[ancients] The Headless Medusa Club

Discussion in 'Ancient Coins' started by zumbly, Mar 21, 2014.

  1. zumbly

    zumbly Ha'ina 'ia mai ana ka puana Supporter

    It might have been the $500 ebay example Ed mentions above, but as he didn't save the pic, it looks like we'll never get to see it! :arghh:
     
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  3. dougsmit

    dougsmit Member Supporter

    Dream on. You left out one that I consider important. Perseus must hold a weapon that shows the curved hook appropriate to the Harpe he was given for the task. The best coin will show that weapon including the hook. Zumbly showed the best one on CT.
    https://en.wikipedia.org/wiki/Harpe
     
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  4. Svarog

    Svarog Well-Known Member

    Fantastic coins everyone, here is my mutant:
    Pontos - Amisos. Mithradates VI. Circa 85-65 BC. 28 mm / 19.07 g

    Medusa.PNG
     
  5. Ed Snible

    Ed Snible Well-Known Member

    I found the example I was remembering.

    perseus-athena-sinope-both.jpg
    Sold for EUR 417.60 (US $483.27) on eBay, April 22nd. I think it has everything @Valentinian and @dougsmit asked for. It is from Sinope which is a mint I don't own for this type so that would have been a plus. The Perseus isn't particularly artistic though.
     
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  6. Valentinian

    Valentinian Supporter! Supporter

    Even so, it is far from flawless. The headless body is small, the facing heads have few details, and Perseus does not look strong. The sword is outstanding, as is the obverse. I'm holding out for a better one! :)
     
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  7. dougsmit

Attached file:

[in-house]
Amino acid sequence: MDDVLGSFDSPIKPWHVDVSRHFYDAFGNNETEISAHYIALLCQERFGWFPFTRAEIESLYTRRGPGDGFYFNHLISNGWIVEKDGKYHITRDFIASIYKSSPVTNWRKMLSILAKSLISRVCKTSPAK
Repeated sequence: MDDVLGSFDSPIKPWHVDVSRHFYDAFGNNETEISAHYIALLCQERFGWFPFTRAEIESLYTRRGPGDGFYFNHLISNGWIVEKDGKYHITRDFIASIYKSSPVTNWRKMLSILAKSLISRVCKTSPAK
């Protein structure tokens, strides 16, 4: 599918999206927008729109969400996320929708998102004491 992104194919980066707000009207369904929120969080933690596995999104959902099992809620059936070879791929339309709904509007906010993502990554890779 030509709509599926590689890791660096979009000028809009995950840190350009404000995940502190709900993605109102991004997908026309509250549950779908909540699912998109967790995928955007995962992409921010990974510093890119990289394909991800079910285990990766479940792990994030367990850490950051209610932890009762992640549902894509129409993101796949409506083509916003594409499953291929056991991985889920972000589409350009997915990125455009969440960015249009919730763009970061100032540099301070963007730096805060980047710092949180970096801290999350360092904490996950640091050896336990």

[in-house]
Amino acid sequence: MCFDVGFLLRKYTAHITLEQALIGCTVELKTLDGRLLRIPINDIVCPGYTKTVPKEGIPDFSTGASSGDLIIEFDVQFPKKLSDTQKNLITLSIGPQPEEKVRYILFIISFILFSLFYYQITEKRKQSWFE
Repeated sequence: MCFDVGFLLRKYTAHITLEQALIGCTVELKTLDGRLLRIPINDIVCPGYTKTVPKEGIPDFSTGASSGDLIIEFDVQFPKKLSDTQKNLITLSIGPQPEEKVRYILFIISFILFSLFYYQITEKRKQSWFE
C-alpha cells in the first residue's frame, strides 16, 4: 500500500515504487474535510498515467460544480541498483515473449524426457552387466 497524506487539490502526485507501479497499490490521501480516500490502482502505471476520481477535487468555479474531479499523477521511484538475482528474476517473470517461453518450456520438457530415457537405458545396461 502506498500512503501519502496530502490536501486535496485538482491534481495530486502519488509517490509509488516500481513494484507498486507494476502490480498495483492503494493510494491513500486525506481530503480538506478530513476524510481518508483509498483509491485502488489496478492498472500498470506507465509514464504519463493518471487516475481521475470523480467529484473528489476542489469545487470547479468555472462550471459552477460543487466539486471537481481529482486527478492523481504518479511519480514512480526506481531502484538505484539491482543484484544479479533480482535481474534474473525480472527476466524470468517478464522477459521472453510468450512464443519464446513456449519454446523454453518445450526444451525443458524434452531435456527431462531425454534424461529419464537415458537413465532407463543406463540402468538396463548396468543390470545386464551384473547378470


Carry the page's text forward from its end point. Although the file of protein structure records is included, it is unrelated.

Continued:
dougsmit Member Supporter

    What we have here is the coin version of an old theological question. Is it 'Greater than which nothing can exist' or 'Greater than which nothing can be conceived to exist'? I suspect that the finest example of this coin will not be perfect in every one of Valentinian's criteria (and my one). Certainly Svarog's coin is the best Harpe I have seen (Grade A all the way!) but ranks B or C in all the others. I suspect a coin with straight B levels on them all might well be the best overall coin that actually exists. It is very hard for a coin to be bold on all four compass directions. I wrote a page on the impossibility of grading the crocodile coins of Augustus and Agrippa. The Medusa type would serve just as well for the purpose. Collectors too good for less than absolutely perfect coins should not collect ancients and must not collect the headless Medusa.

    There is a trick. Some cities used larger flans than others. Amisos is the most common but tends to have smaller flans. Finding a perfect, full flan set from all cities is not going to happen.
     
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